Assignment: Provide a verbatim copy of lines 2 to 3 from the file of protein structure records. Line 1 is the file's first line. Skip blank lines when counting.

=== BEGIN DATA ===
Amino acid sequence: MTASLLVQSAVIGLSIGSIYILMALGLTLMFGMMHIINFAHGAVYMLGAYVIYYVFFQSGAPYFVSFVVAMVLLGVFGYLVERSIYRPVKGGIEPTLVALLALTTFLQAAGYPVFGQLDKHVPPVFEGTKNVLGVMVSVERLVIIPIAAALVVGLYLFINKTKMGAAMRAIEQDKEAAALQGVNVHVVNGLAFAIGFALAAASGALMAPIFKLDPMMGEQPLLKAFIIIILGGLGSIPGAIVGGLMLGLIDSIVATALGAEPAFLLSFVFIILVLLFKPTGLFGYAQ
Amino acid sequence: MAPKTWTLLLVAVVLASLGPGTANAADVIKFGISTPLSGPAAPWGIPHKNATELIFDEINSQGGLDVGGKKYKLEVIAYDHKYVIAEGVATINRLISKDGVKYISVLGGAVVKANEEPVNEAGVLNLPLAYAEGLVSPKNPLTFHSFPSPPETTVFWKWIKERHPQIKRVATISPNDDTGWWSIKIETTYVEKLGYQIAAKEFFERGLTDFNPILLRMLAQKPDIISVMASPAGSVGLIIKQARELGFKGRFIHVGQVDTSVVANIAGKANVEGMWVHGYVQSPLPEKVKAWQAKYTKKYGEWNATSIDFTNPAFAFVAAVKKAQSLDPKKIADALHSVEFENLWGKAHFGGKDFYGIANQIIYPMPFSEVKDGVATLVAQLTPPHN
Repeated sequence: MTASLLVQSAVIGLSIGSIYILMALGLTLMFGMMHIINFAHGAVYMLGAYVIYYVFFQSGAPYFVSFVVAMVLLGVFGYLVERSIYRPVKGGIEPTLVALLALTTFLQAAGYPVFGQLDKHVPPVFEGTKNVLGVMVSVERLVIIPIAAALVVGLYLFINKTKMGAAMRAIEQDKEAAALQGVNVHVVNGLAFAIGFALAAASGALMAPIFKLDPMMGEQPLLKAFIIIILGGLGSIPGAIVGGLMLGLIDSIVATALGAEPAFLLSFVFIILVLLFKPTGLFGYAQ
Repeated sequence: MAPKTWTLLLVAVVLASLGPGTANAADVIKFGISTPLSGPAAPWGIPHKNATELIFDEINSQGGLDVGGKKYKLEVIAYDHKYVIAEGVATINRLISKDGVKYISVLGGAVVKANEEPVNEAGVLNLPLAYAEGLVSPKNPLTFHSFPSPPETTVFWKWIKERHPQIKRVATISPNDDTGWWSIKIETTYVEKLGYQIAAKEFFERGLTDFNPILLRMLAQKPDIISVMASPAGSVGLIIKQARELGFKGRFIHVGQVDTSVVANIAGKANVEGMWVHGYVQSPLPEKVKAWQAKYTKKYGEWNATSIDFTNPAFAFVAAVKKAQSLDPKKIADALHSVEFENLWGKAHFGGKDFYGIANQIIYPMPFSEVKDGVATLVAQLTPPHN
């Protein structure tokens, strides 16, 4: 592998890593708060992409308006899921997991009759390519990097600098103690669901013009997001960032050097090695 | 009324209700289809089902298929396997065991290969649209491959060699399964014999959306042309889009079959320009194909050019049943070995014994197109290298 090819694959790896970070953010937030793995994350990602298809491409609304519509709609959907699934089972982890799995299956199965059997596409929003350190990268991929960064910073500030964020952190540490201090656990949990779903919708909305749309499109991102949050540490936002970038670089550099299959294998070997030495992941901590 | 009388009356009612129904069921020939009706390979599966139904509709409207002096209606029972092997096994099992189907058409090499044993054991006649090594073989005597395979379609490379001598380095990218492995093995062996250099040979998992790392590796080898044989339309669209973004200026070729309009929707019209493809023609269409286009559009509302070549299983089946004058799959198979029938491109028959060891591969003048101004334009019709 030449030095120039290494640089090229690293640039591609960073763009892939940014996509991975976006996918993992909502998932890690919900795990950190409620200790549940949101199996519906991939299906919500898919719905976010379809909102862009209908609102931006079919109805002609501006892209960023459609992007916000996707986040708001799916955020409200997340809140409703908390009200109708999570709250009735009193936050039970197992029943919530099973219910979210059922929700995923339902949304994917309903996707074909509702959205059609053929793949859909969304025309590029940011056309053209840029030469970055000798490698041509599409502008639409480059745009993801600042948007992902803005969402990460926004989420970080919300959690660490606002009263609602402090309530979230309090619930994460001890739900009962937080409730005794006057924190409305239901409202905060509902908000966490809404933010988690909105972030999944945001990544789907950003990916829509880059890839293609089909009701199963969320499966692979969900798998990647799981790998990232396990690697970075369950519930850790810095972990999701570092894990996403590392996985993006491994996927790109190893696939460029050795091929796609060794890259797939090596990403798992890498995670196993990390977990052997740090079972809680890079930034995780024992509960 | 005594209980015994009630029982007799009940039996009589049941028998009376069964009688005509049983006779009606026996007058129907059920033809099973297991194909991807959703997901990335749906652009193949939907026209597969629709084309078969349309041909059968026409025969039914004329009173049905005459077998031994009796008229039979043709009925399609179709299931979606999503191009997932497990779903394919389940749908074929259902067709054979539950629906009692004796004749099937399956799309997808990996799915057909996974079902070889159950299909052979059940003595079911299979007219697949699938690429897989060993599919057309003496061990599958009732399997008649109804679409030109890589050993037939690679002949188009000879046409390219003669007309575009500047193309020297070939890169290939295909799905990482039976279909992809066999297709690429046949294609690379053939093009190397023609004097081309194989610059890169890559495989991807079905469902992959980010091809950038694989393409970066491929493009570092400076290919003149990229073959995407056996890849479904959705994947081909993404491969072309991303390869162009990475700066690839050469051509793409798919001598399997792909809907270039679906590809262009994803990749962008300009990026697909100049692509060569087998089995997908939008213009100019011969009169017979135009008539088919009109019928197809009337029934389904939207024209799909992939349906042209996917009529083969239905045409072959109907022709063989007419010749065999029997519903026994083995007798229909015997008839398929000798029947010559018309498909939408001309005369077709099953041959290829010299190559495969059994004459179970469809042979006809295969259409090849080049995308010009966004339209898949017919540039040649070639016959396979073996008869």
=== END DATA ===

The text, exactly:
Amino acid sequence: MAPKTWTLLLVAVVLASLGPGTANAADVIKFGISTPLSGPAAPWGIPHKNATELIFDEINSQGGLDVGGKKYKLEVIAYDHKYVIAEGVATINRLISKDGVKYISVLGGAVVKANEEPVNEAGVLNLPLAYAEGLVSPKNPLTFHSFPSPPETTVFWKWIKERHPQIKRVATISPNDDTGWWSIKIETTYVEKLGYQIAAKEFFERGLTDFNPILLRMLAQKPDIISVMASPAGSVGLIIKQARELGFKGRFIHVGQVDTSVVANIAGKANVEGMWVHGYVQSPLPEKVKAWQAKYTKKYGEWNATSIDFTNPAFAFVAAVKKAQSLDPKKIADALHSVEFENLWGKAHFGGKDFYGIANQIIYPMPFSEVKDGVATLVAQLTPPHN
Repeated sequence: MTASLLVQSAVIGLSIGSIYILMALGLTLMFGMMHIINFAHGAVYMLGAYVIYYVFFQSGAPYFVSFVVAMVLLGVFGYLVERSIYRPVKGGIEPTLVALLALTTFLQAAGYPVFGQLDKHVPPVFEGTKNVLGVMVSVERLVIIPIAAALVVGLYLFINKTKMGAAMRAIEQDKEAAALQGVNVHVVNGLAFAIGFALAAASGALMAPIFKLDPMMGEQPLLKAFIIIILGGLGSIPGAIVGGLMLGLIDSIVATALGAEPAFLLSFVFIILVLLFKPTGLFGYAQ